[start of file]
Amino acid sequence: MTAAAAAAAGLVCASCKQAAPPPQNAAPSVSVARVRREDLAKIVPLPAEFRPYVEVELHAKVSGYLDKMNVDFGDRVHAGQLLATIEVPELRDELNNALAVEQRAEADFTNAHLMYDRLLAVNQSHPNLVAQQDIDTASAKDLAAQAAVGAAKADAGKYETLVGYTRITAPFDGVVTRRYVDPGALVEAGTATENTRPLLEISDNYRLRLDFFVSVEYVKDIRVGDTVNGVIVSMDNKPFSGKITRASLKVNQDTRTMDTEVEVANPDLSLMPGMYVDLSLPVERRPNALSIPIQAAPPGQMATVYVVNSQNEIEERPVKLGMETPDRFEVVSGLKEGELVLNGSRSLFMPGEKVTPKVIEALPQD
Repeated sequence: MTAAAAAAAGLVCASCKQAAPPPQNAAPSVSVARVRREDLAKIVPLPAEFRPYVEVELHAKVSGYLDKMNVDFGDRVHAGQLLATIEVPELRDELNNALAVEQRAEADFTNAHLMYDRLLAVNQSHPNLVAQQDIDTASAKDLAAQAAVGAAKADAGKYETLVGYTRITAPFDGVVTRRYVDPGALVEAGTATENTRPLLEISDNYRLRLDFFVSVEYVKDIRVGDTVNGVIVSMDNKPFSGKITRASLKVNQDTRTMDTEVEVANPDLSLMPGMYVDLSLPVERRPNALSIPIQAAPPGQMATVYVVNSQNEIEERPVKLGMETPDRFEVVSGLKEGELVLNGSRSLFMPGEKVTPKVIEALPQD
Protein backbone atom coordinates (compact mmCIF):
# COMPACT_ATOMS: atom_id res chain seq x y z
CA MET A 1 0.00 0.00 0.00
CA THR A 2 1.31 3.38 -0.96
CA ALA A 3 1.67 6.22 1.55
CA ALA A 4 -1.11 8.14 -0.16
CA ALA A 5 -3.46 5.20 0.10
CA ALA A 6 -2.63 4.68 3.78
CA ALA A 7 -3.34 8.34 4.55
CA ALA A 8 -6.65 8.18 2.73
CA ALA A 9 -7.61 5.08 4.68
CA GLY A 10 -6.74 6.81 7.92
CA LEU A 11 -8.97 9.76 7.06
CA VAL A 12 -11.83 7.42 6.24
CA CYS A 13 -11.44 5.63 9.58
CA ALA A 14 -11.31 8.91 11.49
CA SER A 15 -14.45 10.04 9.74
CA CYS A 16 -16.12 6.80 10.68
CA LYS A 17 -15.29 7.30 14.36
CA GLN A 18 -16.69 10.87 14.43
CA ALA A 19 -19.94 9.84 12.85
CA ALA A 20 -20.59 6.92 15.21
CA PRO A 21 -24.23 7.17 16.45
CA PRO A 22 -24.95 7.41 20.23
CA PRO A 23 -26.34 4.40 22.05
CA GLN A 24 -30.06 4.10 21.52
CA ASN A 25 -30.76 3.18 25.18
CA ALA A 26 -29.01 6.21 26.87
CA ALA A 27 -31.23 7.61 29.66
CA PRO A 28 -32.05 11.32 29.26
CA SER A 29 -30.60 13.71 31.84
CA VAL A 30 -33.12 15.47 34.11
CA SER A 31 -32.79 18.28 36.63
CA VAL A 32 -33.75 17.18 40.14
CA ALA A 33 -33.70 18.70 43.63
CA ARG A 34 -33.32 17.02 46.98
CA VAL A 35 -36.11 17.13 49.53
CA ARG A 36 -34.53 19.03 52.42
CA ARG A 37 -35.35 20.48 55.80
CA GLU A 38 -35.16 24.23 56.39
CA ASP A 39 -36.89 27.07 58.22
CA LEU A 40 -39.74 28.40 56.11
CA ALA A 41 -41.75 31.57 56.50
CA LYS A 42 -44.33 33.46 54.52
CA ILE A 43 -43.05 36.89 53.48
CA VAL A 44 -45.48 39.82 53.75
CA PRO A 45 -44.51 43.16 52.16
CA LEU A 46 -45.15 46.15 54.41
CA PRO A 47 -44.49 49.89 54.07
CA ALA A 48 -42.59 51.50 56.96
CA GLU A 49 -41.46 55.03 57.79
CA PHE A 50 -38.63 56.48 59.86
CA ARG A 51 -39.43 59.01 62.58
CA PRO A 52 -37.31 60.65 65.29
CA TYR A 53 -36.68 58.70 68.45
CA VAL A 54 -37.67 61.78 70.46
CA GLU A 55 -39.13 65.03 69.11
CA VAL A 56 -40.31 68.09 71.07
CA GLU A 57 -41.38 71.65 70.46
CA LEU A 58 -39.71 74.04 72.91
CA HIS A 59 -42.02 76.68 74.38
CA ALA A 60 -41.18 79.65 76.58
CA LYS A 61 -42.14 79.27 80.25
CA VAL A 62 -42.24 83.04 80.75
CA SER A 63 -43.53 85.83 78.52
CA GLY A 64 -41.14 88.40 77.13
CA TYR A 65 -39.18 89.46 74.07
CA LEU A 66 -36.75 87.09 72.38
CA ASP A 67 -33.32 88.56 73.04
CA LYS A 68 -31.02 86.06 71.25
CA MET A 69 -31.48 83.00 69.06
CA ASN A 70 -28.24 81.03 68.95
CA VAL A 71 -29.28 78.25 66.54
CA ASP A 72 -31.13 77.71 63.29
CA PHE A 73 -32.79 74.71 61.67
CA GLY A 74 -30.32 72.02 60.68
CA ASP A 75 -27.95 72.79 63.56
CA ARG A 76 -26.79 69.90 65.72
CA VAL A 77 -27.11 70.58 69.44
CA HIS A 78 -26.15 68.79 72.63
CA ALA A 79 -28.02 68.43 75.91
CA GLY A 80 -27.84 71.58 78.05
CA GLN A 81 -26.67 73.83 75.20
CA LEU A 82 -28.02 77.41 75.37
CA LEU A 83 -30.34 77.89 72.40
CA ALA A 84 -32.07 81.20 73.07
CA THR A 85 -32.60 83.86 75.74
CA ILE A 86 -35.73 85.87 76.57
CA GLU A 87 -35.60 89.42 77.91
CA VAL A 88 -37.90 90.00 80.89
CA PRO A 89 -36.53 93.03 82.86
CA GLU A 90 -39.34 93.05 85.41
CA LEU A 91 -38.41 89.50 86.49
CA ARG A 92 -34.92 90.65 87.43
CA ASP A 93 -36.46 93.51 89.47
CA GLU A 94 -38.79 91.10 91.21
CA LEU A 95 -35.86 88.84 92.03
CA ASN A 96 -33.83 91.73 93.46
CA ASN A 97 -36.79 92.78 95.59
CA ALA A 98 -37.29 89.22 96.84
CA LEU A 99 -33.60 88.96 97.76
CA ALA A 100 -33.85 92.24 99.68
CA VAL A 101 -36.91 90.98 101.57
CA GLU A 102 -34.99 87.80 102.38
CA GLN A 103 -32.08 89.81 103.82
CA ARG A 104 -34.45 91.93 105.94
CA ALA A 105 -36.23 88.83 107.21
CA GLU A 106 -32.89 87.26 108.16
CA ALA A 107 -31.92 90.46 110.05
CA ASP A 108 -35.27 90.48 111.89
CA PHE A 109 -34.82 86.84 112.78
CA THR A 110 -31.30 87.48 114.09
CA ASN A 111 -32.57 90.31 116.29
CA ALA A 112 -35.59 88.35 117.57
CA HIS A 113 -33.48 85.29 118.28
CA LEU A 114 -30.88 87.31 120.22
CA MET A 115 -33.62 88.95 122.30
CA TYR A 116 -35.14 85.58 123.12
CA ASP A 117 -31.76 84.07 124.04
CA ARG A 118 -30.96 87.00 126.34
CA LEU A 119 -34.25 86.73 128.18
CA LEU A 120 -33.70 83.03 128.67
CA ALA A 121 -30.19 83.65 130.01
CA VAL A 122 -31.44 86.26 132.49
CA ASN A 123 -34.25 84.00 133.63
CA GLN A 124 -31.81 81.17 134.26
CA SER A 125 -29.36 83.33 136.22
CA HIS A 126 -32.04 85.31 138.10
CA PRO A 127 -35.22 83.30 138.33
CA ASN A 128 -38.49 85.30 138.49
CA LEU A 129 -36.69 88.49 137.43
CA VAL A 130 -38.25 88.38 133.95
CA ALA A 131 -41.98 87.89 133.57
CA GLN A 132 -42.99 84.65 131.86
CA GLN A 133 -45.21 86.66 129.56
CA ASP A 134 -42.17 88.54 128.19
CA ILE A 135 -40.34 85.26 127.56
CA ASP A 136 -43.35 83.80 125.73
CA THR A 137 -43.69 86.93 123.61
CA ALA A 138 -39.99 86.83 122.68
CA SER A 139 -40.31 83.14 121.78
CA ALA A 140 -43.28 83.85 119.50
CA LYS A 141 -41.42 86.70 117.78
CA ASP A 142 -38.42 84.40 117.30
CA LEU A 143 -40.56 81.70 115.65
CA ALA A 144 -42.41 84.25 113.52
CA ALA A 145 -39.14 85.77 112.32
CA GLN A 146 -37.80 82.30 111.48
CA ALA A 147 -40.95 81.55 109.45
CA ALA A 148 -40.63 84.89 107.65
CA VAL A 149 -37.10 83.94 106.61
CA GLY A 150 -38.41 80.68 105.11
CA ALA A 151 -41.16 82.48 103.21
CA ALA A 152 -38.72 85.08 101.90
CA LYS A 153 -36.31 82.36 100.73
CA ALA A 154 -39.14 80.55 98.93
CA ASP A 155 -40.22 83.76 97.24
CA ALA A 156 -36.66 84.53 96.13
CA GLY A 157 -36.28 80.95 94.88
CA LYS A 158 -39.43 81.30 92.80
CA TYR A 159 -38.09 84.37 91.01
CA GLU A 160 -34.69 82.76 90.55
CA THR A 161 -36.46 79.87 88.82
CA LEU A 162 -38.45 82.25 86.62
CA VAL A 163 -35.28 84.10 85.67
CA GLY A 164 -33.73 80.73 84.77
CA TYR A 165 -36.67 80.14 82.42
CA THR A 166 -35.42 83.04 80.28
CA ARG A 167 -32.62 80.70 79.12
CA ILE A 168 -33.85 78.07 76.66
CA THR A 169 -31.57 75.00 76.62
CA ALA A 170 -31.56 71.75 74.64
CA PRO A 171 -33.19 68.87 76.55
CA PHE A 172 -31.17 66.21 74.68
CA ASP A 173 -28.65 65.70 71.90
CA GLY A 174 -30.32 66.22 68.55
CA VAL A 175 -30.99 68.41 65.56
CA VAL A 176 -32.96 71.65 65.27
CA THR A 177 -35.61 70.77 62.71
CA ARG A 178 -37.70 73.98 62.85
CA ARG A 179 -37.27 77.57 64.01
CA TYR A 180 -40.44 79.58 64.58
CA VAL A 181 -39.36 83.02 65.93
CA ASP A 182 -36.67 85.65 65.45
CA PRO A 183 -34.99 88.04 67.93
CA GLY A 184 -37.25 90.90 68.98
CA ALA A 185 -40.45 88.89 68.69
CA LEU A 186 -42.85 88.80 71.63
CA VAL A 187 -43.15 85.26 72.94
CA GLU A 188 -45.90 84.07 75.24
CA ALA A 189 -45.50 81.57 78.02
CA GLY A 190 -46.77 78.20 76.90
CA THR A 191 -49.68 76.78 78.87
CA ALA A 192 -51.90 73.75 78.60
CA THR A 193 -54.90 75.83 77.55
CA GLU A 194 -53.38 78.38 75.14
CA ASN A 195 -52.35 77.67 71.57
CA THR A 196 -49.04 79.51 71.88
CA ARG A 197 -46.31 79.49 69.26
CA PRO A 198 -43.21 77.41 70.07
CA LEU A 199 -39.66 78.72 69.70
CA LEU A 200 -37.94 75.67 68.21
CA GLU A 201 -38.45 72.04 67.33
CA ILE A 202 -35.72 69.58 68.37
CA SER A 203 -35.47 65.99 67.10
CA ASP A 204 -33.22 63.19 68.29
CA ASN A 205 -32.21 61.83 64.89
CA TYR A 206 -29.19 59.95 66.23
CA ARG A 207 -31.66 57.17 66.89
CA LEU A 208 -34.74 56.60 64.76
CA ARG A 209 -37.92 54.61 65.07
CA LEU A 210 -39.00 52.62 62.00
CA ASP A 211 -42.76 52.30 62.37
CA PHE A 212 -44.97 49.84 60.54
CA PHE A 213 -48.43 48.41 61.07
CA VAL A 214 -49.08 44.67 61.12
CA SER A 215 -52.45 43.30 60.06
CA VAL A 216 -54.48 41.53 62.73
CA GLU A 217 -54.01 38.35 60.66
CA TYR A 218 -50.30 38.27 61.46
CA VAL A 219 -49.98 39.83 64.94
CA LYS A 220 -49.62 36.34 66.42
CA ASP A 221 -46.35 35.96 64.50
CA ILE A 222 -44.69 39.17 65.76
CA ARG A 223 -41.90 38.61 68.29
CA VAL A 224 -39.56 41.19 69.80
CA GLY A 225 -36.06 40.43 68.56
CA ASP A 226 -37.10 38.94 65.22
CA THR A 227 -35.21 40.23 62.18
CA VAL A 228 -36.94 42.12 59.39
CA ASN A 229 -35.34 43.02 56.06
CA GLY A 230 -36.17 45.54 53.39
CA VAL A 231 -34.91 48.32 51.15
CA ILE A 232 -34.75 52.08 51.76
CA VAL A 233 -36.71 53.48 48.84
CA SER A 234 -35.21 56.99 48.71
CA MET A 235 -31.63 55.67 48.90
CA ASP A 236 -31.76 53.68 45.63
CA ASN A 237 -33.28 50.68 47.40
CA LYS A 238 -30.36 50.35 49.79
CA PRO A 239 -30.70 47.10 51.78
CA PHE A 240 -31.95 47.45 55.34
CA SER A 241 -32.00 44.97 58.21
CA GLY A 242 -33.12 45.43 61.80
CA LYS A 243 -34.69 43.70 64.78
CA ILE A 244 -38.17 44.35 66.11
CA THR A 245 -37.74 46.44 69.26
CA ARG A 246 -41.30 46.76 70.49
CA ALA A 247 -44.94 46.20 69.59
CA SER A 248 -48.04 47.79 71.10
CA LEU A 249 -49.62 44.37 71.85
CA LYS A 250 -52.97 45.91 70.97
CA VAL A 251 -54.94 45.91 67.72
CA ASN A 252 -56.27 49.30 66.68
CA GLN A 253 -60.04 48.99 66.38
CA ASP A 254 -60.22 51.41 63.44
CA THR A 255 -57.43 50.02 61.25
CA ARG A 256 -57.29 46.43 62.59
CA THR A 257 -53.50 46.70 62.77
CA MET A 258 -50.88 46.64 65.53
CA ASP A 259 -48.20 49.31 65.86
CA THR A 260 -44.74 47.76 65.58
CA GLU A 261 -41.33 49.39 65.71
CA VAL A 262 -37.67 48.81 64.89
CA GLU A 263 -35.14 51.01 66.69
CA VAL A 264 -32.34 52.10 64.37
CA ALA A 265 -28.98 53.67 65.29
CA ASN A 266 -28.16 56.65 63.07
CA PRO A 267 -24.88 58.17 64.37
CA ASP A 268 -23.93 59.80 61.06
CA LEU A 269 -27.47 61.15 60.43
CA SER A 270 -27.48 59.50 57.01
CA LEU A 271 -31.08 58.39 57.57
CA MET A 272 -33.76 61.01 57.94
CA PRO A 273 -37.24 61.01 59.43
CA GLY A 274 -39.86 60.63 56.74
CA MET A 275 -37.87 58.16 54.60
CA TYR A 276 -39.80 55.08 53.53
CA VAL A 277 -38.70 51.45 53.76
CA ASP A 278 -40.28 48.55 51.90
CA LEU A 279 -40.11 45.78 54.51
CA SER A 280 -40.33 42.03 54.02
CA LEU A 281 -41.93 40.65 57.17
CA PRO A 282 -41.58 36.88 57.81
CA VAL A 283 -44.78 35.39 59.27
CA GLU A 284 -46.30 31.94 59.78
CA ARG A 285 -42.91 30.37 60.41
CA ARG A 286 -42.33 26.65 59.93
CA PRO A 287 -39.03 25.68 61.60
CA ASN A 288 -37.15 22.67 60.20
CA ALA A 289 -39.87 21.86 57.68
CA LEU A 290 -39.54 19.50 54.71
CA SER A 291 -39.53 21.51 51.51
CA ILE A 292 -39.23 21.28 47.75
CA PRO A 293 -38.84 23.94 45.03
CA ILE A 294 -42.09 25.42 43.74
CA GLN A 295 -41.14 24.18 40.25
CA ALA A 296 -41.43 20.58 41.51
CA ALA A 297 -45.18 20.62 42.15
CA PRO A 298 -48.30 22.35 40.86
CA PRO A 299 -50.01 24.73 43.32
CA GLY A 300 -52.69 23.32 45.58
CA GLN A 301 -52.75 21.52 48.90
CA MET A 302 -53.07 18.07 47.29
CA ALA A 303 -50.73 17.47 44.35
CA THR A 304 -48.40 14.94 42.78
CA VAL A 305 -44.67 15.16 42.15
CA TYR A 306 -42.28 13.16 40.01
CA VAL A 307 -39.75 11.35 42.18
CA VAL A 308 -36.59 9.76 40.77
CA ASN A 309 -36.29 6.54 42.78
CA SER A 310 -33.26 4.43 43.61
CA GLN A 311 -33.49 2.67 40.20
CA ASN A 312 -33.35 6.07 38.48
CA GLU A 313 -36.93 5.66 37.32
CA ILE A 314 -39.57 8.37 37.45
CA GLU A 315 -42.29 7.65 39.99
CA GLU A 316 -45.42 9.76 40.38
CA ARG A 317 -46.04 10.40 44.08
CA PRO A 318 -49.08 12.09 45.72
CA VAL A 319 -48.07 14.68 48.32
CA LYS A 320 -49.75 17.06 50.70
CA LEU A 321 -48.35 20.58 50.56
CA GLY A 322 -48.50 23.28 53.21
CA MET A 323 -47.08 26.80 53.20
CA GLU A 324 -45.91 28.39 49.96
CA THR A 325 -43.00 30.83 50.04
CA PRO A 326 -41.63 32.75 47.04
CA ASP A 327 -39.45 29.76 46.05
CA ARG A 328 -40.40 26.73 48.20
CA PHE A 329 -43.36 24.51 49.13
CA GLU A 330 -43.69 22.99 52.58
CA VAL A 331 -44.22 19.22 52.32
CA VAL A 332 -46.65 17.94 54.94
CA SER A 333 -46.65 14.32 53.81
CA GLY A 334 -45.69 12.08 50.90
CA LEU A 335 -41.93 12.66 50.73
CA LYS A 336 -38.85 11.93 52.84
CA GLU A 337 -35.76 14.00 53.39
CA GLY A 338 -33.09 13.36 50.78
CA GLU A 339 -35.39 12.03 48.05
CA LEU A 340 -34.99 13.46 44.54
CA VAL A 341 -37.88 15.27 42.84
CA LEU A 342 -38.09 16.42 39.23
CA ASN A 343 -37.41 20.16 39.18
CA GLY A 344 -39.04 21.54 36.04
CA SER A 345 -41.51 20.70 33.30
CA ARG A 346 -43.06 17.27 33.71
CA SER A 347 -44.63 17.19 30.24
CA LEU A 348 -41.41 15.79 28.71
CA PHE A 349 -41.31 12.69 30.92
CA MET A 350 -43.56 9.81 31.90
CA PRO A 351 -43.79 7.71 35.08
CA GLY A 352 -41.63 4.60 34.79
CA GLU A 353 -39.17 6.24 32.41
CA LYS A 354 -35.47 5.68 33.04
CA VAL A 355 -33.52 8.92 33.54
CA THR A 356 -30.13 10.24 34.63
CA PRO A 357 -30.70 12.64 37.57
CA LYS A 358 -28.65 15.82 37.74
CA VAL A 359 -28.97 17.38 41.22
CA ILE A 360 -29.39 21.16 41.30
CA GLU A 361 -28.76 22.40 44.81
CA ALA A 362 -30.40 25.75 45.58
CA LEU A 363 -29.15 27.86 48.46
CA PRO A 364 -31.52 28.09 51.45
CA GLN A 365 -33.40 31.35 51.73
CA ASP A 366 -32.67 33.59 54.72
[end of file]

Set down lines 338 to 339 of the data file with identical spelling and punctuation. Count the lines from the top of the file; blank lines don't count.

CA GLY A 334 -45.69 12.08 50.90
CA LEU A 335 -41.93 12.66 50.73